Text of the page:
About me – Peter Söderbaum

I am today professor emeritus in ecological economics. My PhD about Positional Analysis is from 1973 and was presented at the Department of Business Management, Uppsala University. I have also been employed at the Departments of Economics, Uppsala University and Swedish University of Agricultural Sciences (SLU), Uppsala. I stayed for 20 years at SLU before coming to Mälardalen University in 1994.

About ecological economics, my research focus

Ecological Economics can be described as 'economics for sustainable development'. Sustainable development is a challenge for both scholars in economics and business management. My position is that mainstream neoclassical economics is useful for some purposes but not enough to guide us towards sustainability. Neoclassical economics is specific not only in scientific terms but also in ideological terms. The neoclassical monopoly at university departments of economics with its ideological features is not compatible with normal ideas about democracy. Only pluralism with respect to theoretical perspectives can be accepted. I have published a large number of books, book chapters and articles and am a member of the editorial advisory board of Ecological Economics and the International Journal of Pluralism and Economics Education.

Among theoretical perspectives in economics I am in favour of institutional theory in the spirit of Gunnar Myrdal and K. William Kapp where the political and ideological element is openly acknowledged and discussed. It is proposed that neoclassical Economic Man is replaced by a Political Economic Person as actor guided by her ideological orientation. The profit-maximizing firm of neoclassical economics is similarly replaced by a Political Economic Organization as actor guided by its ideological orientation or mission.

As part of my interest in paradigm issues, my research focuses on:

- institutional change processes

- approaches to decision-making

- actor studies

Sustainable development is about ideological and institutional change. It is therefore not realistic to avoid issues of values and ideology or to assume that present institutional arrangements are appropriate and need only be modified. But even institutional change that represents small steps towards a more sustainable development path should be encouraged. At the same time we should no longer avoid considering radical institutional change. As an example joint stock companies are defined in financial terms (monetary profits and shareholder value) while performance in relation to sustainability is a non-monetary matter.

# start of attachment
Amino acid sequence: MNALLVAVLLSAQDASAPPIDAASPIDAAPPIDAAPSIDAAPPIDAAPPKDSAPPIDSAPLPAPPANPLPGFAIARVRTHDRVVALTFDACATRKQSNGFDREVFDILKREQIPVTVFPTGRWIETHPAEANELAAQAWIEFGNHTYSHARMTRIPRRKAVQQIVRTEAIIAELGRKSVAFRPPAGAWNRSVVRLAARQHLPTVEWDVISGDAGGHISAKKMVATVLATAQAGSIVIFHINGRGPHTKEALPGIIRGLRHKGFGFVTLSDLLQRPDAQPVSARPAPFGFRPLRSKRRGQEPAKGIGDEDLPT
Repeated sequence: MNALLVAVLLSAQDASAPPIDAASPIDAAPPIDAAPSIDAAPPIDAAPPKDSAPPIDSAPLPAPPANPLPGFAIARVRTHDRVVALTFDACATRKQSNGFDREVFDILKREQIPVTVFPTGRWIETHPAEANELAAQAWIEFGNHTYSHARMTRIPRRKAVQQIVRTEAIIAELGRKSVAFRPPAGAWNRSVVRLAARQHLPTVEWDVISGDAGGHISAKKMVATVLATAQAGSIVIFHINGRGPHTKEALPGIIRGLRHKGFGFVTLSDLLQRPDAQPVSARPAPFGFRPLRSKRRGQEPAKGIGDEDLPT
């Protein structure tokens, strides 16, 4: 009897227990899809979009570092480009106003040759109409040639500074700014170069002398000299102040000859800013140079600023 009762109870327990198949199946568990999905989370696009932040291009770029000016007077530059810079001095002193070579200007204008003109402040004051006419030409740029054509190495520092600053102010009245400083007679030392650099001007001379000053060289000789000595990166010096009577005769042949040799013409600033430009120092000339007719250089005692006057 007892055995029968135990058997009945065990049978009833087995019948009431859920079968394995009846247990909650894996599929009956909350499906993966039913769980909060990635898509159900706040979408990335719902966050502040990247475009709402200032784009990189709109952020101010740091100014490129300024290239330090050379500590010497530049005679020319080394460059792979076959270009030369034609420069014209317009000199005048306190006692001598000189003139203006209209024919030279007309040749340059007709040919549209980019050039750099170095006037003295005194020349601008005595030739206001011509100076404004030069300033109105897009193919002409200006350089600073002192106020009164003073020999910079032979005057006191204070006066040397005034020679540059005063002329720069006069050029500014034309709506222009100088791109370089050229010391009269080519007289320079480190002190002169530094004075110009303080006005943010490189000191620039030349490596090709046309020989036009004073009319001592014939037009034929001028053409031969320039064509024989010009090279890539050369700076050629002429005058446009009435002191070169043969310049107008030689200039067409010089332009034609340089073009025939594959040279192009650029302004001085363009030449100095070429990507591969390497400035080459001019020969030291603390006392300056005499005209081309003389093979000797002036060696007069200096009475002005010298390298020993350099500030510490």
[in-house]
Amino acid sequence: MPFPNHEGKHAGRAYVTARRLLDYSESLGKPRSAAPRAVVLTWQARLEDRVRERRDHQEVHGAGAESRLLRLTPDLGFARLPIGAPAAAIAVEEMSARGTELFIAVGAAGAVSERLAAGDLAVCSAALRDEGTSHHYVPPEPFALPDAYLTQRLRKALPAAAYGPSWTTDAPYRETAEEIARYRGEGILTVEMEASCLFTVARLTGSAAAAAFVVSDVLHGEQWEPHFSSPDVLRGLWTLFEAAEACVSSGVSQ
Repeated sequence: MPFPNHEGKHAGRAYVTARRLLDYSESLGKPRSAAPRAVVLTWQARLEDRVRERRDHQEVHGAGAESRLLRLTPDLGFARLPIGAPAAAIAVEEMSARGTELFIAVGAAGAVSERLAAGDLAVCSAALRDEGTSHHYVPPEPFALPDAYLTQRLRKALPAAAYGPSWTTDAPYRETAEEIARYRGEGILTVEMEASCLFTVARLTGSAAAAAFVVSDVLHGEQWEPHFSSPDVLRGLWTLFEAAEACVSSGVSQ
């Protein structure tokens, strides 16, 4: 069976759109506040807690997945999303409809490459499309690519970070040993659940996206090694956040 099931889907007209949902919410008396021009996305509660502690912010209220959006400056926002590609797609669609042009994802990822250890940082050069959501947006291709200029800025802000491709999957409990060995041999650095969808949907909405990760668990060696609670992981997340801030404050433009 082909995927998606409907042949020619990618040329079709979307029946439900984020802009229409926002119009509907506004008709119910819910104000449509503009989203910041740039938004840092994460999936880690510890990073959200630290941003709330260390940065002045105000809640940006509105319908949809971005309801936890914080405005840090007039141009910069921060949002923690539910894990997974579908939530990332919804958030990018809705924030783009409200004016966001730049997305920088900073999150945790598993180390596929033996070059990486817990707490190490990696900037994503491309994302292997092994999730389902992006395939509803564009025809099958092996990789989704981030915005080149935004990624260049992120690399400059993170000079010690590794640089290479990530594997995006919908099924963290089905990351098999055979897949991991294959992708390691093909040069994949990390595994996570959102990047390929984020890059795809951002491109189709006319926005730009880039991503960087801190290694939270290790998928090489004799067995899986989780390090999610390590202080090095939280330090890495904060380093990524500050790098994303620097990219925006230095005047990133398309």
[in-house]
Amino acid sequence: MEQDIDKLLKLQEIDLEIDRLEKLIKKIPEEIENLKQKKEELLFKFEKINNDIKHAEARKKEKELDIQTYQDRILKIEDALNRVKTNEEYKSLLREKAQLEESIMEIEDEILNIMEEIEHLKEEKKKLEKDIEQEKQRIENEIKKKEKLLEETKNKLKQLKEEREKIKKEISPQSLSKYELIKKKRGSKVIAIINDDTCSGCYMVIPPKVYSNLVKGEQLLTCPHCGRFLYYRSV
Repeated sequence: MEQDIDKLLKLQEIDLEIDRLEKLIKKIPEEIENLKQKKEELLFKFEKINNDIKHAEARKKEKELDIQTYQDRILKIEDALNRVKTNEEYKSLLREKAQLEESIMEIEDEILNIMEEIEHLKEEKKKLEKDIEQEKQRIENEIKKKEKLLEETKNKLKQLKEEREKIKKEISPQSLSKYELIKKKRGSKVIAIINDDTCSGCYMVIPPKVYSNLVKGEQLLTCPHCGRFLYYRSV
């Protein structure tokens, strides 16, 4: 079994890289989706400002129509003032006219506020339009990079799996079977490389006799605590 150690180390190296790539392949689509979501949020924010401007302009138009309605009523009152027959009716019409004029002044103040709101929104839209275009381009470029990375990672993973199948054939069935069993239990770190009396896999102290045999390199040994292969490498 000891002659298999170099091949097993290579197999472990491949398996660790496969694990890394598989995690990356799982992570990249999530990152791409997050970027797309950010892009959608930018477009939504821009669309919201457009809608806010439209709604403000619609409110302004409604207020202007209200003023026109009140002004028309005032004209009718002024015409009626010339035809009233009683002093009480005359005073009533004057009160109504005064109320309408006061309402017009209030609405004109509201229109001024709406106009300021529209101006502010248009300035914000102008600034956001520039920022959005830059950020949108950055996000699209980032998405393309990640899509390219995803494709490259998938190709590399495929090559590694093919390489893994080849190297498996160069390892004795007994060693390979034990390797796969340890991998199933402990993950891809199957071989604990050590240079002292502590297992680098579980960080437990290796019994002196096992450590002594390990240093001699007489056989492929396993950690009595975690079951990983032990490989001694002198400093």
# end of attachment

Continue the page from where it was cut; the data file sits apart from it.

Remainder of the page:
Publications (in selection):

Söderbaum, Peter, 2000. Ecological Economics. A Political Economics Approach to Environment and Development. Earthscan, London.

Söderbaum, Peter, 2007. Towards Sustainability Economics: Principles and Values. Journal of Bioeconomics, Vol. 9, pp. 205-225.

Söderbaum, Peter, 2008. Understanding Sustainability Economics. Towards Pluralism in Economics. Earthscan, London.

Söderbaum, Peter, 2008. 10th Anniversary Focus: From mainstream 'environmental economics' to 'sustainability economics'. On the need for new thinking, Journal of Environmental Monitoring, Vol.10, pp. 1467-1475.

Söderbaum, Peter, 2009. Making Actors, Paradigms and Ideologies Visible in Governance for Sustainability, Sustainable Development, Vol. 17, pp. 70-81.

Söderbaum, Peter and Judy Brown, 2010. Democratizing economics. Pluralism as a path toward sustainability, Annals of the New York Academy of Sciences, Volume 1185 (Ecological Economics Reviews), pp. 179-195.

Söderbaum, Peter, 2012. Pluralism and Sustainable Development. International Journal of Pluralism and Economics Education, Vol. 3, No 1, pp. 23-39.

Söderbaum, Peter, 2013. Ecological economics in relation to democracy, ideology and politics, Ecological Economics, Vol. 95, pp 221-225.

Söderbaum, Peter, 2014. The Role of Economics and Democracy in Institutional Change for Sustainability, Sustainability, Vol. 6, pp. 2755-2765.

Söderbaum, Peter, 2015. Varieties of ecological economics: Do we need a more radical version of ecological economics? Ecological Economics, Vol. 119, pp. 420-423.

Söderbaum, Peter, 2016. Economics, ideological orientation and democracy for sustainable development. World Economics Association Books (eBook), www.worldeconomicsassociation.org